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BC-AP--AP Europe News Digest at 1130 GMT, AP

July 25, 2013



SANTIAGO DE COMPOSTELA, Spain — Spanish investigators try to determine why a passenger train jumped the tracks and sent eight cars crashing into each other just before arriving in this northwestern shrine city on the eve of a major Christian religious festival, killing at least 77 people. At least 141 people were injured — some of them critically — after the eight-carriage train carrying 218 passengers derailed about an hour before sunset Wednesday night. By Alan Clendenning and Hernan Munoz.

AP Photos EM122-0725131025, EM121-0725131123, EM116-0723132125, EM115-0723132120, EM112-0723132137, EM110-0723132122, EM109-0723132120, EM106-0723132145, EM102-0725130028, EM104-0725130013, EM101-0725132327, EM103-0725130002.


MOSCOW — Europe’s top human rights court on Thursday dismissed claims that Russian tycoon Mikhail Khodorkovsky was prosecuted for political reasons, but said that some procedures during a trial against him were unfair. The Strasboug-based European Court of Human Rights also said in its ruling that Russia unfairly charged Khodorkovsky huge tax arrears, and that Russian authorities unfairly sent him and business partner Platon Lebedev to far-away penal colonies in eastern Siberia to serve their sentences, thousands of miles from their families in Moscow. Nataliya Vasilyeva.

AP Photos MOSB101-0725130950, MOSB102-0725131557.


ANKARA, Turkey — Turkey’s deputy prime minister says talks between Israel and Turkey on compensation for the victims of a deadly Israel raid on a Gaza-bound aid flotilla have stalled over disagreement on the legal definition of the damages. Bulent Arinc said that Israel wanted to make a voluntary payment, while Turkey insists that Israel accept liability for a “wrongful act.” His comments were reported Thursday by Today’s Zaman and Hurriyet newspapers.


BRDO PRI KRANJU, Slovenia — French President Francois Hollande has joined a meeting of Balkan leaders focusing on the volatile region’s integration into the European Union and unresolved issues from the conflict of the 1990s’. Hollande attended the meeting Thursday during an official visit to Slovenia, a sign of support for the Balkan countries’ efforts to join the EU. Admission to the bloc is considered key to lasting stability in the region.

AP Photos XDB102-0725131052, XDB103-0725131129, XDB104-0725131129.


STOCKHOLM — A Swedish politician who wanted to show his new tattoo to followers on a social media site accidentally revealed far more than he intended. Lars Ohly, former leader of Sweden’s Left Party, posted a picture of the English soccer club Liverpool’s liver bird tattooed on his leg. What he failed to notice was that his genitals were visible in the background.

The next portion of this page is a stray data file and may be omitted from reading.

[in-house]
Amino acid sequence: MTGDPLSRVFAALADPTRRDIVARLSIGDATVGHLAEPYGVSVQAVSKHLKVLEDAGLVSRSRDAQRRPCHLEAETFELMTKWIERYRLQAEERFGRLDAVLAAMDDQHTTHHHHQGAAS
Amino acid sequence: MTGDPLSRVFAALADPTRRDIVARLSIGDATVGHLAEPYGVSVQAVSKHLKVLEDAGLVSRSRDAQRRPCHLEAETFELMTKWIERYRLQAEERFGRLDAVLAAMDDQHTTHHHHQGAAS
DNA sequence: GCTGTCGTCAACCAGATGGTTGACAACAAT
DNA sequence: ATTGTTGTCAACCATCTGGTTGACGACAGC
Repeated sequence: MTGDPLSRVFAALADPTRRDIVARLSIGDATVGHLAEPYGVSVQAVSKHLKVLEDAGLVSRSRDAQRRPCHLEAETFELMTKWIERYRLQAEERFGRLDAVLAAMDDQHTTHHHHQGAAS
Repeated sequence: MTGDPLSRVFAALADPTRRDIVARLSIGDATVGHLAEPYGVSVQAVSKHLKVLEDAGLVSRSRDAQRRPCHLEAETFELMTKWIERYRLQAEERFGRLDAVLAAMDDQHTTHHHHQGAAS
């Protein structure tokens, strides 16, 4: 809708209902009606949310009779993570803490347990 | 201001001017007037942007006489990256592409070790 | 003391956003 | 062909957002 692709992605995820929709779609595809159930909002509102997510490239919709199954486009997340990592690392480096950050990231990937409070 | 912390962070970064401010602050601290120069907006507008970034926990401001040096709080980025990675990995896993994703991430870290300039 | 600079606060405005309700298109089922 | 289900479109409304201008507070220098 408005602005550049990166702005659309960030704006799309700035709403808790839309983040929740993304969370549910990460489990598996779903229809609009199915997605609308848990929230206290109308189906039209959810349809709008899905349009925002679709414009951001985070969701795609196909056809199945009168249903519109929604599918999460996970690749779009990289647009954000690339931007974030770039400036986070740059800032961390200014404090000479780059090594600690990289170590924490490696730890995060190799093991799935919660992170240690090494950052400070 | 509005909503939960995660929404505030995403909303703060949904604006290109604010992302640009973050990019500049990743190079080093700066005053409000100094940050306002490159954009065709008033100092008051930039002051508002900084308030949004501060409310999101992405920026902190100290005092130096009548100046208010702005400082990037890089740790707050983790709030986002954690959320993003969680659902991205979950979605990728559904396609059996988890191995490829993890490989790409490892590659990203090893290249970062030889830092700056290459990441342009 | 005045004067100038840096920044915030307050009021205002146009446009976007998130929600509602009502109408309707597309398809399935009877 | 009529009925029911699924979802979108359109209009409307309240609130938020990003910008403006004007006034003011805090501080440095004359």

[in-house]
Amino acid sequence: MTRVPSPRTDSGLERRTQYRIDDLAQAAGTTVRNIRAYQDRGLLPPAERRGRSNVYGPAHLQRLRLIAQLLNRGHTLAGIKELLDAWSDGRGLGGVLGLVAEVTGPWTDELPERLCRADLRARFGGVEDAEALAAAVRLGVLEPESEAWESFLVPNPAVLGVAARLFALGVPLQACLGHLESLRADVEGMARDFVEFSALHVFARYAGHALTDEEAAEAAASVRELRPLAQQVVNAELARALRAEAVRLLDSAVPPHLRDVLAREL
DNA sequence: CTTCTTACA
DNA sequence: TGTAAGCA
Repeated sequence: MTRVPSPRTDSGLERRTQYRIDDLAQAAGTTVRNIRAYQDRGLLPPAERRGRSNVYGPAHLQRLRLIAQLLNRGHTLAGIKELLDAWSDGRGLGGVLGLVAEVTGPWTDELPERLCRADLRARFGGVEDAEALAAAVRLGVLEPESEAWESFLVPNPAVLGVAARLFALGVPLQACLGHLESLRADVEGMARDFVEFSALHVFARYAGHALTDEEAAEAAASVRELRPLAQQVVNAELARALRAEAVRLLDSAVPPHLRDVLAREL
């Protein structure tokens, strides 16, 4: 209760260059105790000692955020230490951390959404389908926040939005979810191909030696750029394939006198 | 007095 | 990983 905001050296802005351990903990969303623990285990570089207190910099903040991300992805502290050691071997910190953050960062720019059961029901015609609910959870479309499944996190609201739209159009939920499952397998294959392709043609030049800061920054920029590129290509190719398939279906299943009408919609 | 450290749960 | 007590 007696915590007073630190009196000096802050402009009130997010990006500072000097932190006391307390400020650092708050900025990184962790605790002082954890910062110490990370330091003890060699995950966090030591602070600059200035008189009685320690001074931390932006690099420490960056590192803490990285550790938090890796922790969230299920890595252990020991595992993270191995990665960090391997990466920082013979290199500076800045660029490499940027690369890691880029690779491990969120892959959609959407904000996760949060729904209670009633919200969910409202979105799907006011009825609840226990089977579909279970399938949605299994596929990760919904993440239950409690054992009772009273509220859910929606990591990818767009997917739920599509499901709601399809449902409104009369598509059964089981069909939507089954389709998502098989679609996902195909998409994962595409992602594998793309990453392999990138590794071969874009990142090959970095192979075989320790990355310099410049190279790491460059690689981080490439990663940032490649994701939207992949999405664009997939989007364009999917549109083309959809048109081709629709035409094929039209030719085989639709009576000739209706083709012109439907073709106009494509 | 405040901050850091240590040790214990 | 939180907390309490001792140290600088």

BERLIN — Axel Springer AG, one of Germany’s most prominent publishers, is selling two regional newspapers as well as its television and women’s magazines in a 920 million-euro ($1.2 billion) deal that will allow it to focus on its main titles. Springer said Thursday that it plans to sell the daily Berliner Morgenpost and Hamburger Abendblatt along with the magazines to Funke Mediengruppe, which owns several newspapers in western and central Germany.



LONDON — The British economy grew by 0.6 percent in the second quarter compared with the previous three month period, official figures showed Thursday in what the government hopes will be the start of a broad-based economic recovery in the run-up to the next general election. The increase in the country’s annual gross domestic product, as reported by the Office for National Statistics, was double the previous quarter’s rate but in line with market expectations. Services, agriculture, manufacturing and construction industries all contributed to the quarterly rise. By Danica Kirka.

AP Photos LON101-0117121133, LON102-0629121050, LON103-1025120816.


LONDON — Markets drifted lower Thursday as Wall Street failed to make new all-time highs, giving some investors pause for thought as the traditional summer lull begins in earnest

By Pan Pylas.

AP Photos XITS101-0724131102, XITS103-0724131109, XITS102-0724131058.


FRANKFURT, Germany — German business optimism rose slightly more than expected in July, a closely watched survey revealed Thursday, the latest in a series of signals indicating moderate growth ahead for Europe’s biggest economy.


MADRID — Spain’s National Statistics Institute says the country’s jobless rate dropped by 0.9 percentage points to 26.26 percent in the second quarter of 2013, sorely needed good news for an economy mired in recession for most of the past four years.


BERLIN — Axel Springer AG, one of Germany’s most prominent publishers, is selling two regional newspapers as well as its television and women’s magazines in a 920 million-euro ($1.2 billion) deal that will allow it to focus on its main titles



BUDAPEST, Hungary — Without a race win in his last four races, Ferrari’s Fernando Alonso needs to find his best form at the Hungarian Grand Prix to stop championship leader Sebastian Vettel from extending his lead. Meanwhile, Lewis Hamilton is trying to kickstart his season on a track he was won three times on in the past, and the spotlight at the notoriously slow Hungaroring will also be on the reliability of the Pirelli tires following a series of embarrassing blowouts. By 1400 GMT. By Jerome Pugmire.


BARCELONA, Spain — Two-time Olympic champion Chen Ruolin of China goes for gold in the women’s 10-meter platform diving competition at the swimming world championships. Down at the harbor, three-person squads are competing in the 5-kilometer open water swimming team event. And inside the Palau Sant Jordi, Russia’s synchronized swimmers aim for their fifth consecutive gold of the competition in the duet free. By 1900 GMT. By Paul Newberry.

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